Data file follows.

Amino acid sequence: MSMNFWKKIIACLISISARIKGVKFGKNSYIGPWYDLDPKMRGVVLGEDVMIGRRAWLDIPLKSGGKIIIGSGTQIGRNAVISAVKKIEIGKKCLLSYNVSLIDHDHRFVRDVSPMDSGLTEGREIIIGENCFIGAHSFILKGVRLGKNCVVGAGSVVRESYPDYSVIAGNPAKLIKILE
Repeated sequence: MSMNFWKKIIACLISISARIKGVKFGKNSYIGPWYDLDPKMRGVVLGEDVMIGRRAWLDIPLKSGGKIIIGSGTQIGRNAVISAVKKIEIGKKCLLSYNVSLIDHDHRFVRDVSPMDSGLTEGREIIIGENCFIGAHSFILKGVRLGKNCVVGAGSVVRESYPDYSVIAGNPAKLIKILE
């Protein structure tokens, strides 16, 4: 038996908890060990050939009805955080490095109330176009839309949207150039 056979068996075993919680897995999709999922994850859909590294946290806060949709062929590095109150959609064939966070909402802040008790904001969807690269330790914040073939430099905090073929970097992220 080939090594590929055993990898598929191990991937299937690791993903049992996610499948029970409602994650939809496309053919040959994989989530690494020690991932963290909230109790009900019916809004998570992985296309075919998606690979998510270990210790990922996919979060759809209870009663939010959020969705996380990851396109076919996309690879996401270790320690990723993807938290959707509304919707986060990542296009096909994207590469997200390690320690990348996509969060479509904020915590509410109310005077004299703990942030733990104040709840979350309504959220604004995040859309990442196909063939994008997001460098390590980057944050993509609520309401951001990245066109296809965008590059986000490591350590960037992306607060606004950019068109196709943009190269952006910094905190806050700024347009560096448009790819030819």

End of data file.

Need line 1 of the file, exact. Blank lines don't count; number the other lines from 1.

Amino acid sequence: MSMNFWKKIIACLISISARIKGVKFGKNSYIGPWYDLDPKMRGVVLGEDVMIGRRAWLDIPLKSGGKIIIGSGTQIGRNAVISAVKKIEIGKKCLLSYNVSLIDHDHRFVRDVSPMDSGLTEGREIIIGENCFIGAHSFILKGVRLGKNCVVGAGSVVRESYPDYSVIAGNPAKLIKILE